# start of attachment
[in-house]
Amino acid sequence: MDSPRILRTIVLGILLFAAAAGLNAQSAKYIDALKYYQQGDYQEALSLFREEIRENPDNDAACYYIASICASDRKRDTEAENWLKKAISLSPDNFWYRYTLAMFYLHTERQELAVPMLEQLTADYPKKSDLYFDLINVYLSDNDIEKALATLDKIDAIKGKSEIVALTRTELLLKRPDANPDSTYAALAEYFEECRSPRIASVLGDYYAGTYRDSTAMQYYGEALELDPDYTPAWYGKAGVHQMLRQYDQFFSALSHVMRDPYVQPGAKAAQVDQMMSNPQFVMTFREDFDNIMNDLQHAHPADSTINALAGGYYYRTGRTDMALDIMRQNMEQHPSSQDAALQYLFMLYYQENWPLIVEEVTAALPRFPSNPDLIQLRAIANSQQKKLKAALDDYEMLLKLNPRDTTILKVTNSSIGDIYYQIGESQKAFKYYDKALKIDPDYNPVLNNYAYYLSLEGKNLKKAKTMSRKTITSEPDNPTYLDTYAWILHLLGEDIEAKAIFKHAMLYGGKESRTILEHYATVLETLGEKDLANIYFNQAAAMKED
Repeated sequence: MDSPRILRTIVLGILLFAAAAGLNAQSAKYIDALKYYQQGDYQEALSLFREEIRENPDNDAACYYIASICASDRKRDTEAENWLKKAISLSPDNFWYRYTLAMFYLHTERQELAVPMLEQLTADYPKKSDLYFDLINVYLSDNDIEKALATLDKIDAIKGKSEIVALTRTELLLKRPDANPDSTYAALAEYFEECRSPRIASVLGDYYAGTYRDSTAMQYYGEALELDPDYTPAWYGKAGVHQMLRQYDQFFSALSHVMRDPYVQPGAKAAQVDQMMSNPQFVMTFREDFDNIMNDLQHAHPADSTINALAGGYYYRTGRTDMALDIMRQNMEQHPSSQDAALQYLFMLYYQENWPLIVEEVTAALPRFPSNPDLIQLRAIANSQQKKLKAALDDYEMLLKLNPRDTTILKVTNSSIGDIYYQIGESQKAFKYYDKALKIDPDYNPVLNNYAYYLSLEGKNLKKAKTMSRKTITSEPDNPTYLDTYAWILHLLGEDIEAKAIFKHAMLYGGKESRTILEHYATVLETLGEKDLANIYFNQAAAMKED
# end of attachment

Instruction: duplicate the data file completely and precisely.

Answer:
[in-house]
Amino acid sequence: MDSPRILRTIVLGILLFAAAAGLNAQSAKYIDALKYYQQGDYQEALSLFREEIRENPDNDAACYYIASICASDRKRDTEAENWLKKAISLSPDNFWYRYTLAMFYLHTERQELAVPMLEQLTADYPKKSDLYFDLINVYLSDNDIEKALATLDKIDAIKGKSEIVALTRTELLLKRPDANPDSTYAALAEYFEECRSPRIASVLGDYYAGTYRDSTAMQYYGEALELDPDYTPAWYGKAGVHQMLRQYDQFFSALSHVMRDPYVQPGAKAAQVDQMMSNPQFVMTFREDFDNIMNDLQHAHPADSTINALAGGYYYRTGRTDMALDIMRQNMEQHPSSQDAALQYLFMLYYQENWPLIVEEVTAALPRFPSNPDLIQLRAIANSQQKKLKAALDDYEMLLKLNPRDTTILKVTNSSIGDIYYQIGESQKAFKYYDKALKIDPDYNPVLNNYAYYLSLEGKNLKKAKTMSRKTITSEPDNPTYLDTYAWILHLLGEDIEAKAIFKHAMLYGGKESRTILEHYATVLETLGEKDLANIYFNQAAAMKED
Repeated sequence: MDSPRILRTIVLGILLFAAAAGLNAQSAKYIDALKYYQQGDYQEALSLFREEIRENPDNDAACYYIASICASDRKRDTEAENWLKKAISLSPDNFWYRYTLAMFYLHTERQELAVPMLEQLTADYPKKSDLYFDLINVYLSDNDIEKALATLDKIDAIKGKSEIVALTRTELLLKRPDANPDSTYAALAEYFEECRSPRIASVLGDYYAGTYRDSTAMQYYGEALELDPDYTPAWYGKAGVHQMLRQYDQFFSALSHVMRDPYVQPGAKAAQVDQMMSNPQFVMTFREDFDNIMNDLQHAHPADSTINALAGGYYYRTGRTDMALDIMRQNMEQHPSSQDAALQYLFMLYYQENWPLIVEEVTAALPRFPSNPDLIQLRAIANSQQKKLKAALDDYEMLLKLNPRDTTILKVTNSSIGDIYYQIGESQKAFKYYDKALKIDPDYNPVLNNYAYYLSLEGKNLKKAKTMSRKTITSEPDNPTYLDTYAWILHLLGEDIEAKAIFKHAMLYGGKESRTILEHYATVLETLGEKDLANIYFNQAAAMKED